The actor Bruce Willis was well known in the 90s for his Die Hard movie series, in which he did not die at all despite all odds. He became the perfect example of an indestructible type of his species.
In the past, the word Eucalyptus used to remind me to menthol candy. Since my stay in Brazil, I know that the fast-growing tree is used extensively in forestry to extract pulp for the paper industry and charcoal for ore smelting. If you travel by car through the Brazilian state of Minas Gerais, you will inevitably cross huge eucalyptus plantations.
The Tasmanian bluegum or Eucalyptus globulus from Tasmania and southern Australia has also spread in Europe. Large plantations can be found in northwestern Spain and Portugal. The tree species became a contentious issue in Portugal after two big fires in 2017, in which mainly eucalyptus plantations have burned. The fact that this tree increases the risk of fire is due to its specific properties: its deep roots lower the groundwater, and the oil it develops is highly flammable.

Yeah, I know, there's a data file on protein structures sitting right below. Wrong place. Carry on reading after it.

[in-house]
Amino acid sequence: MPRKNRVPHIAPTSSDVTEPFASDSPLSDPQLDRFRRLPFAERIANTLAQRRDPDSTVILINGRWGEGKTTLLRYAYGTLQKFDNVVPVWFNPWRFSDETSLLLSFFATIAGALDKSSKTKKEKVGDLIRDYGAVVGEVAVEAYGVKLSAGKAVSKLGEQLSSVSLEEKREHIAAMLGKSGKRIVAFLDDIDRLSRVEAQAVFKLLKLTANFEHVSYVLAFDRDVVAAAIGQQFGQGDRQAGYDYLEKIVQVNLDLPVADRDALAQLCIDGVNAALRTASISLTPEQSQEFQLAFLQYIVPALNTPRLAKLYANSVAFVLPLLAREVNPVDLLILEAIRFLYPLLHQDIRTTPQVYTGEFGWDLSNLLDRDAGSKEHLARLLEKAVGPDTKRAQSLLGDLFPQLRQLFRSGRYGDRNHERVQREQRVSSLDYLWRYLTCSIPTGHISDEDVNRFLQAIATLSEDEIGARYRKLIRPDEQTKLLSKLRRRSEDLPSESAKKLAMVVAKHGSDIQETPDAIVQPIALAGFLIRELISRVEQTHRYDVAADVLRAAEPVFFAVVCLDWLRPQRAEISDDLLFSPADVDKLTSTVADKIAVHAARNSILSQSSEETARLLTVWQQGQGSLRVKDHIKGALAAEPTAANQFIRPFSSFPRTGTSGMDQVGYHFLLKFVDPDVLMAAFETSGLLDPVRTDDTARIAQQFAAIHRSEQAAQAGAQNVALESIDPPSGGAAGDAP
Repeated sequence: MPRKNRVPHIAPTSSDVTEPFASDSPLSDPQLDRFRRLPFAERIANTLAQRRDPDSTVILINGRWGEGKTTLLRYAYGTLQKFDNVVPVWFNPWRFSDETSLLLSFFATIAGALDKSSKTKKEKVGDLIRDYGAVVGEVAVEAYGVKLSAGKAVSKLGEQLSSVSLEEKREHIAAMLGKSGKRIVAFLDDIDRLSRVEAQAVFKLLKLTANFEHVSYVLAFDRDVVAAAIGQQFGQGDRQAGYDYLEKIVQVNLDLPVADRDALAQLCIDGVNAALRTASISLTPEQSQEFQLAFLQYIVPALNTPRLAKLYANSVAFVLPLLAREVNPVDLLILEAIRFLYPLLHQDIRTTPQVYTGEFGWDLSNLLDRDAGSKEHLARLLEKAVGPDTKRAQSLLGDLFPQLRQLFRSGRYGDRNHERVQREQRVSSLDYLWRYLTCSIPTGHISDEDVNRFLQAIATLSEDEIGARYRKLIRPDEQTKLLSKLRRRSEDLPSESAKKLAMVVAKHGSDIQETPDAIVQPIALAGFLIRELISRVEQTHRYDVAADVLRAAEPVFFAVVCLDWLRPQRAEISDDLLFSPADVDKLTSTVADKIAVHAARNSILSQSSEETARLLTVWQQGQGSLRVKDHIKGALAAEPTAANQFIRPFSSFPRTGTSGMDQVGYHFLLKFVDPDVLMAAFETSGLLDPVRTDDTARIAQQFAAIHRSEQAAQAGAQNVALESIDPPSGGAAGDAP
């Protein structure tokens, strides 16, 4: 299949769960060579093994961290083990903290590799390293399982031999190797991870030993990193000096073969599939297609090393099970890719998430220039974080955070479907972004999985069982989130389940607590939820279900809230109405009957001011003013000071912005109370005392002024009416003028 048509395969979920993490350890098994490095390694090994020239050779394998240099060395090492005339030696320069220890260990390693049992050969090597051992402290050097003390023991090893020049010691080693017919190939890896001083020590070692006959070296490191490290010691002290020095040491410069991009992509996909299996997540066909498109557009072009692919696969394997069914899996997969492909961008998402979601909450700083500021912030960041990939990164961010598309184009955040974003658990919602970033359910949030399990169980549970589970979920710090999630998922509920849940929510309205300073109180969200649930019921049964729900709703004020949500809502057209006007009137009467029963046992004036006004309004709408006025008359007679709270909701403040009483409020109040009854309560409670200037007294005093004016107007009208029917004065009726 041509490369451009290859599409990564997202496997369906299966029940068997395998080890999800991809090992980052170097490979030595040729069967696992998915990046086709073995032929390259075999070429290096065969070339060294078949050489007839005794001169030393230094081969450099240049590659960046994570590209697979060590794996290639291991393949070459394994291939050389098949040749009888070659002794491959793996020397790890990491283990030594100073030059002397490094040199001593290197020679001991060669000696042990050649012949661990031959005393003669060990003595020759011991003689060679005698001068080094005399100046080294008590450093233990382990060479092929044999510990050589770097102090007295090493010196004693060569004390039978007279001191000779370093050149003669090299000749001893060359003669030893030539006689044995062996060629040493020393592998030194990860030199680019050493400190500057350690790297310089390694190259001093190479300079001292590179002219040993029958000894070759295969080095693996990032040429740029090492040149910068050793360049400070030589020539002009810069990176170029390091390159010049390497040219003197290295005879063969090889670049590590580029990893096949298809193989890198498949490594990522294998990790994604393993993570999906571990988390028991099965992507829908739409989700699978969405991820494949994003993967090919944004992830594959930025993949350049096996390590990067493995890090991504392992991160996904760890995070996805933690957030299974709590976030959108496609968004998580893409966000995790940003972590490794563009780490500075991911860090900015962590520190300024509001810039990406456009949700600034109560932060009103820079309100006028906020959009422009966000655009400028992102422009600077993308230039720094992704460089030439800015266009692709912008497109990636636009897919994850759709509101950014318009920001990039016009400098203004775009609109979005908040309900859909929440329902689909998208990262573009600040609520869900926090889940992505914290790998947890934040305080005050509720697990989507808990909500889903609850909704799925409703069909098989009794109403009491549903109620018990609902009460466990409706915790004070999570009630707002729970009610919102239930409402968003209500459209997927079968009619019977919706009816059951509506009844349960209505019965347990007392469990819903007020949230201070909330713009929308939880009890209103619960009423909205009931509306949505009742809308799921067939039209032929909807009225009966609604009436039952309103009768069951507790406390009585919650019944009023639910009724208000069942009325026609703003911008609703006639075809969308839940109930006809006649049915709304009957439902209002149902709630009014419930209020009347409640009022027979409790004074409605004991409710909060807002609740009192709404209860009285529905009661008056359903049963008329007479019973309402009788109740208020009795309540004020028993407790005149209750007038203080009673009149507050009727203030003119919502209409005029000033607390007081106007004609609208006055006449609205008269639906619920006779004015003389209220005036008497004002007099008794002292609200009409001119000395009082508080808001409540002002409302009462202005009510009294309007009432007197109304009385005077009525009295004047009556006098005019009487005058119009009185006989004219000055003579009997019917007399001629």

Nevertheless, the eucalyptus loves the fire. Rhizomes and seeds survive the flames, which, at the same time, cause the destruction of parasites. The seed pods of some species even need the fire to break open. After a fire, the eucalyptus recovers faster than other plants and can therefore spread more efficiently.
The pictures below show how eucalyptus trees and sea pines, which were the most important tree species in Portuguese forestry before the introduction of eucalyptus, developed after a fire that occurred just about a year ago. While the sea pines have died, new shoots from the trunk of the eucalyptus are sprouting and the forest floor is covered with new eucalyptus trees.